Five Maine Beers to Drink This Summer

These beers from Pine Tree State breweries pair perfectly with the beach or barbecue.

Photo courtesy of Banded Brewing Company

The past year has been a hard day’s night. But there’s a gleam of light in this tunnel. The shadow of the pandemic has been illumined by vaccines and our collective effort to mask our smiles to save our neighbors. And it’s not just the metaphoric light of science and goodwill—the summer solstice has also just drenched our fog-clouded minds with sunshine.

I can think of nothing more profound in its simplicity, more able to imbue the world with a glint of normalcy, than kicking back in a beach chair with an effervescent summer ale. Maine now boasts more breweries per capita than any other state. With 156 brew houses churning out beer in the Pine Tree State, the drink choices for backyard lobster bakes and dreamy afternoons at the beach are, at the very least, dizzying. Here are five Maine beers to revitalize the spirits as we soak in all the light we can see, and all that delicious glow on the horizon.

1. Northern Lager, Oxbow Brewing Company

Photo by Michael D. Wilson.

Over the past five years the craft beer movement has seen a resurgence of clean lagers and pilsners as a reaction to the ubiquity of atomic-hopped double IPAs. And I’m all for it—especially on a hot day in July. Oxbow Brewing’s Northern Lager is a great representation of a craft lager. Poured from the can, it has a golden hue lively with carbonation bubbles. Soft graham cracker notes fill the nose of this beer, while the drinking experience is a quiet symphony of bready malt, a ping of hops, and a delicate bite in the finish from the lager yeast.

2. Little Grove Sparkling Session Ale with Black Currants, Allagash Brewing Company

Photo courtesy of Allagash Brewing Company.

On paper, this beer shouldn’t work. A low-alcohol Belgian beer mixed with fruit juice? Get real. But Allagash Brewing Company is one of the best breweries on the planet. If they put it out, I’m trying it. This low-calorie, 3.8 percent ABV, fruited ale offers a riveting flavor ride of fresh fruit with a spicy Belgian ale finish. The black currants infuse the session ale with the right balance of sweet-tart notes, while the light grain bill offers just enough malt to remind you you’re drinking a beer.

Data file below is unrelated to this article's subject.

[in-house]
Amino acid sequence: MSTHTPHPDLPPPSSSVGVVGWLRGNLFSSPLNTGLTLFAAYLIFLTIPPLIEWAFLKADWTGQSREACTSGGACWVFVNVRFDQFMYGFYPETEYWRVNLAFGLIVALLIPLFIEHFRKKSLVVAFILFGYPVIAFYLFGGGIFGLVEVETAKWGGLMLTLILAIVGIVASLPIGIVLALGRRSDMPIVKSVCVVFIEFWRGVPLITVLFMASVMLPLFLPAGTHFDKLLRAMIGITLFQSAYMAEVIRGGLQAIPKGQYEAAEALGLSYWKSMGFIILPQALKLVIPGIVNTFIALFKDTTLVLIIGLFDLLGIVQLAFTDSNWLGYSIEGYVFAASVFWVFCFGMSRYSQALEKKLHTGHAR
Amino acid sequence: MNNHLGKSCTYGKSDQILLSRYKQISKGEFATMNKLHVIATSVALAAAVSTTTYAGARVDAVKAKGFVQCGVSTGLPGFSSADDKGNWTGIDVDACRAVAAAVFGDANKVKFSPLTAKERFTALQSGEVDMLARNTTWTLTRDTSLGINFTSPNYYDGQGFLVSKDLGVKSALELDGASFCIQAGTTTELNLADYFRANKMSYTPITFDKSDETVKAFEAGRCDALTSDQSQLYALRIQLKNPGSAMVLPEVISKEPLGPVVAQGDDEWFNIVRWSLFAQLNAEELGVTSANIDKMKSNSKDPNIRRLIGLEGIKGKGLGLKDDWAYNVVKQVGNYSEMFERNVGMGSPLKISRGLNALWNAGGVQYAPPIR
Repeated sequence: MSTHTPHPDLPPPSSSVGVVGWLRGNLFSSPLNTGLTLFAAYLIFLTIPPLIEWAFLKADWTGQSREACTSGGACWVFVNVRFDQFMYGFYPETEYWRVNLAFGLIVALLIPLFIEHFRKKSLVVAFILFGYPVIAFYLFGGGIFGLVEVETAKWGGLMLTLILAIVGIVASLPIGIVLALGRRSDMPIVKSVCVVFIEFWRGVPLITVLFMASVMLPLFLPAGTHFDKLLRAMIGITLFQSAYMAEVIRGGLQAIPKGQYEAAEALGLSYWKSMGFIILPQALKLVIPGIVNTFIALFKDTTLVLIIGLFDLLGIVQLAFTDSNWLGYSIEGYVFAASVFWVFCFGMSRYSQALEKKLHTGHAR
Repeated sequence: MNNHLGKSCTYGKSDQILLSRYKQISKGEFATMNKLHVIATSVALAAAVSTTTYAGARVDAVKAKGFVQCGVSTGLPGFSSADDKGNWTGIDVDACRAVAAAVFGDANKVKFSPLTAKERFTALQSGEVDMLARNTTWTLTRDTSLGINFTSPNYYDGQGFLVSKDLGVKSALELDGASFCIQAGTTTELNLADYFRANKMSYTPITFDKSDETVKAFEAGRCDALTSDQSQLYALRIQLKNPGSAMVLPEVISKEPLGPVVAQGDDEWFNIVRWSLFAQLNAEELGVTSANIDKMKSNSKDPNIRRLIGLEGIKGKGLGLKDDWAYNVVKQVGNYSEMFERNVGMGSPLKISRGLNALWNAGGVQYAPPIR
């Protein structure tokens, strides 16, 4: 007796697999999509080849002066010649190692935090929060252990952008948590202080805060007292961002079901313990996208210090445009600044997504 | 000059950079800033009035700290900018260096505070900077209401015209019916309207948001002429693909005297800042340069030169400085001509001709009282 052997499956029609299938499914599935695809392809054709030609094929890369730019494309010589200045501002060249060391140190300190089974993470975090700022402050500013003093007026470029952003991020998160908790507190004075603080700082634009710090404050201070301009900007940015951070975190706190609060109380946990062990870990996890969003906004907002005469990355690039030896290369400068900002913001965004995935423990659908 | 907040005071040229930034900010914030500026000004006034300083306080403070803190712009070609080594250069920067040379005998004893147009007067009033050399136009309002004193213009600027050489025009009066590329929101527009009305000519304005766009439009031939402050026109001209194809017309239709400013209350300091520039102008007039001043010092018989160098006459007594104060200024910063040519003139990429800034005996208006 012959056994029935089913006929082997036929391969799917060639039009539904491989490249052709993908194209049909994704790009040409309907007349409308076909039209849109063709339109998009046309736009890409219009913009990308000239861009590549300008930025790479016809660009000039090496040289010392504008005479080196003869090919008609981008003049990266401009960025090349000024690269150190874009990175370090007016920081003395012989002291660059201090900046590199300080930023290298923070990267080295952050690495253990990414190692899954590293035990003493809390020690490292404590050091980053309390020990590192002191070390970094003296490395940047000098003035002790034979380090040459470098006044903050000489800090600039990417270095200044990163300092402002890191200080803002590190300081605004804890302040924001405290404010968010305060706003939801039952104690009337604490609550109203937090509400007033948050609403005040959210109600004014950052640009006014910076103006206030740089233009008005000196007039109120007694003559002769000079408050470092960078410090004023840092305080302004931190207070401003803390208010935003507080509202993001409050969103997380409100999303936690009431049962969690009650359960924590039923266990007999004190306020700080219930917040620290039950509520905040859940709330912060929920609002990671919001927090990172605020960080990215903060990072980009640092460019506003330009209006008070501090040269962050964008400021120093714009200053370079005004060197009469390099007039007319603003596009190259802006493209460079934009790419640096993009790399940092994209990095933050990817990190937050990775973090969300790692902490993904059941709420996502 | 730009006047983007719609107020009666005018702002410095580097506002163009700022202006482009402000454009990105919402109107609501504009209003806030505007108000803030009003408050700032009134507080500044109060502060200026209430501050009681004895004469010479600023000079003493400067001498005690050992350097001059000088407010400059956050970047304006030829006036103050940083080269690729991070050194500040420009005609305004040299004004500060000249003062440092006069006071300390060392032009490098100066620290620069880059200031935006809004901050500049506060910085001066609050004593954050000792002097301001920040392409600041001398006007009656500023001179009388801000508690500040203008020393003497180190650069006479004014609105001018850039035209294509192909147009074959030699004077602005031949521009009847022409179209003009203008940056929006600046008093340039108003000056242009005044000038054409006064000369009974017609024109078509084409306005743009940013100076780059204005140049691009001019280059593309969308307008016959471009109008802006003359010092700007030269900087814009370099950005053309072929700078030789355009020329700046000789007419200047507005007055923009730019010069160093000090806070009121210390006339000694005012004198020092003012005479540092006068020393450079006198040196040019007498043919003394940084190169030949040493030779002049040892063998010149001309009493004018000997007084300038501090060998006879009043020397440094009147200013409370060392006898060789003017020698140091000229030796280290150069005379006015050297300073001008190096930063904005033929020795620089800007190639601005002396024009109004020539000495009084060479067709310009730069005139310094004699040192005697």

3. Hacienda Lime Mexican-Style Lager,
Bunker Brewing Company

Photo by Jared McKenna.

When Budweiser first released Bud Light Lime it felt like an existential impasse for beer in America. Bunker Brewing, however, proves that a craft approach to beer can take even the most banal corporate idea and inject it with inspiration. Hacienda Lime’s flavor is built on the solid foundation of a crisp Mexican lager topped with fresh lime juice. Simply put, this beer is delightful. It’s a bright companion to haddock tacos or freshly shucked oysters.

4. Mango Sorbet IPA, Banded Brewing Company

Photo courtesy of Banded Brewing Company.

If the ice cream truck that circles your neighborhood in the summer served a beer, this would be it. The citrus-forward IPA is a bold balance of hops, mango, and—at 6.8 percent ABV—a sturdy alcohol back-bone. The interplay of juicy American hops and fresh mango sings over the palate, while candied malts coat the tongue with a finish akin to an orange Creamsicle. Brewed in collaboration with Sweetcream Dairy in Biddeford, this playful IPA will bring out the kid in you.

5. Kresge Kölsch, Cushnoc Brewing Company

Photo by Ben Macri.

Perfect warm-weather beers, kölsches ride that refreshing line between pilsners and ales. Kresge from Cushnoc Brewing in downtown Augusta is a great example of this old-world beer style born on the banks of the Rhine in Cologne, Germany. Using ale yeast in tandem with a light malt bill, Kresge hits the tongue with the subtle sweetness of a sugar cookie. True to the kölsch’s heritage, the brewing team at Cushnoc uses German noble hops to impart an herbal aroma and a spicy hop finish. Birthed on the mighty Kennebec River, Kresge is sure to slake your summer thirst, just as kölsches have done for over 400 years.

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